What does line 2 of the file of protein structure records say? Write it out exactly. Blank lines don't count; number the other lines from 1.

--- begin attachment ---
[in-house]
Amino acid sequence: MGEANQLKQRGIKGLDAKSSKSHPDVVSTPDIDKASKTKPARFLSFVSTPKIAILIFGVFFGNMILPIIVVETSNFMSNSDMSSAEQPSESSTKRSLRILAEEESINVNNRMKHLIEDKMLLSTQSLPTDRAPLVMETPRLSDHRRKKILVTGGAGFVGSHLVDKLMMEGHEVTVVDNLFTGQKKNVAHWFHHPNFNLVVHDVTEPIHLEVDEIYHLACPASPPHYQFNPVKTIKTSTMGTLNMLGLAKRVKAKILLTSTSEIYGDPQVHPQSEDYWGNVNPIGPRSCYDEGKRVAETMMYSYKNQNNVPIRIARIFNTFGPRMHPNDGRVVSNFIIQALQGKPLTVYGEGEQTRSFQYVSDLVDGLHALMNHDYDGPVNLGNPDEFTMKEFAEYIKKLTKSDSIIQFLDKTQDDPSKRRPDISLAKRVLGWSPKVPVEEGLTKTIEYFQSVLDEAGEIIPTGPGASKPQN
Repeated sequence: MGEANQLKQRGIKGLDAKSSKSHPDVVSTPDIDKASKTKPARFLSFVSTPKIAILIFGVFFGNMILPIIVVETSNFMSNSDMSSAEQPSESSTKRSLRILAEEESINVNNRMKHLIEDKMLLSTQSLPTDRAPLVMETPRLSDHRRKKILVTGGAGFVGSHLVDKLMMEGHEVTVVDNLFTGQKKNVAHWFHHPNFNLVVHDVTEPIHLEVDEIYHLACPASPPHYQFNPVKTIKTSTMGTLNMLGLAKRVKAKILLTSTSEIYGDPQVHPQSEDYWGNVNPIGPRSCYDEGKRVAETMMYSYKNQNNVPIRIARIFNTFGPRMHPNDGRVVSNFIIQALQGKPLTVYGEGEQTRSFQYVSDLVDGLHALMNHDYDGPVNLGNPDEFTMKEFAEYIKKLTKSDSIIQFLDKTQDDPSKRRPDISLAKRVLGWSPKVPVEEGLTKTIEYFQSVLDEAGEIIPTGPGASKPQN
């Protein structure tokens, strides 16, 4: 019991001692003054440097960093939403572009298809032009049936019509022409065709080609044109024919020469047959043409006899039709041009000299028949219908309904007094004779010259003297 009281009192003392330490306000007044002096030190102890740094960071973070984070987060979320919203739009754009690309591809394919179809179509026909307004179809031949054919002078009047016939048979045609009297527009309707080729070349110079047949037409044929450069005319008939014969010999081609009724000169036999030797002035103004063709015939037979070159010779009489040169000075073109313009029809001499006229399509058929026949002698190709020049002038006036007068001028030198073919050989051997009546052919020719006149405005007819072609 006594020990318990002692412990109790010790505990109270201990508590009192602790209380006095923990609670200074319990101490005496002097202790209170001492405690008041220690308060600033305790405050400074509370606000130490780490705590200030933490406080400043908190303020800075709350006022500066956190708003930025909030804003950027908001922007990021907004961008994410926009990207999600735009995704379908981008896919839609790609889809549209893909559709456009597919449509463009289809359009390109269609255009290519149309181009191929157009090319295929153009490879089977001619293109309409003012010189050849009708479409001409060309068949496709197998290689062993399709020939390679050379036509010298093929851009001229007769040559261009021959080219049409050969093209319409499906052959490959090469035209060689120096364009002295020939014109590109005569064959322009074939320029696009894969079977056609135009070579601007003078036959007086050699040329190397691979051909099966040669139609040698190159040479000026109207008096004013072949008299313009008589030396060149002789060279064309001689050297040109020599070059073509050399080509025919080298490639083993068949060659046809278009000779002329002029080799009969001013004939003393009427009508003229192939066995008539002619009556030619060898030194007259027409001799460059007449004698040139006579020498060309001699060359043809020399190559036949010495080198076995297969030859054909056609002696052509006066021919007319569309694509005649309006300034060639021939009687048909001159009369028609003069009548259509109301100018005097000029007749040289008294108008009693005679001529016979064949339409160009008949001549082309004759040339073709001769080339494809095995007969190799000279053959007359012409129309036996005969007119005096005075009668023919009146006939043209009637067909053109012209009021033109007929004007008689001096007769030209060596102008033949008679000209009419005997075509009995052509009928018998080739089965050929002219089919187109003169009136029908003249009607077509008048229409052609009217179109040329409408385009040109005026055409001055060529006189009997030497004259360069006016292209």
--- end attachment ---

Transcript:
Amino acid sequence: MGEANQLKQRGIKGLDAKSSKSHPDVVSTPDIDKASKTKPARFLSFVSTPKIAILIFGVFFGNMILPIIVVETSNFMSNSDMSSAEQPSESSTKRSLRILAEEESINVNNRMKHLIEDKMLLSTQSLPTDRAPLVMETPRLSDHRRKKILVTGGAGFVGSHLVDKLMMEGHEVTVVDNLFTGQKKNVAHWFHHPNFNLVVHDVTEPIHLEVDEIYHLACPASPPHYQFNPVKTIKTSTMGTLNMLGLAKRVKAKILLTSTSEIYGDPQVHPQSEDYWGNVNPIGPRSCYDEGKRVAETMMYSYKNQNNVPIRIARIFNTFGPRMHPNDGRVVSNFIIQALQGKPLTVYGEGEQTRSFQYVSDLVDGLHALMNHDYDGPVNLGNPDEFTMKEFAEYIKKLTKSDSIIQFLDKTQDDPSKRRPDISLAKRVLGWSPKVPVEEGLTKTIEYFQSVLDEAGEIIPTGPGASKPQN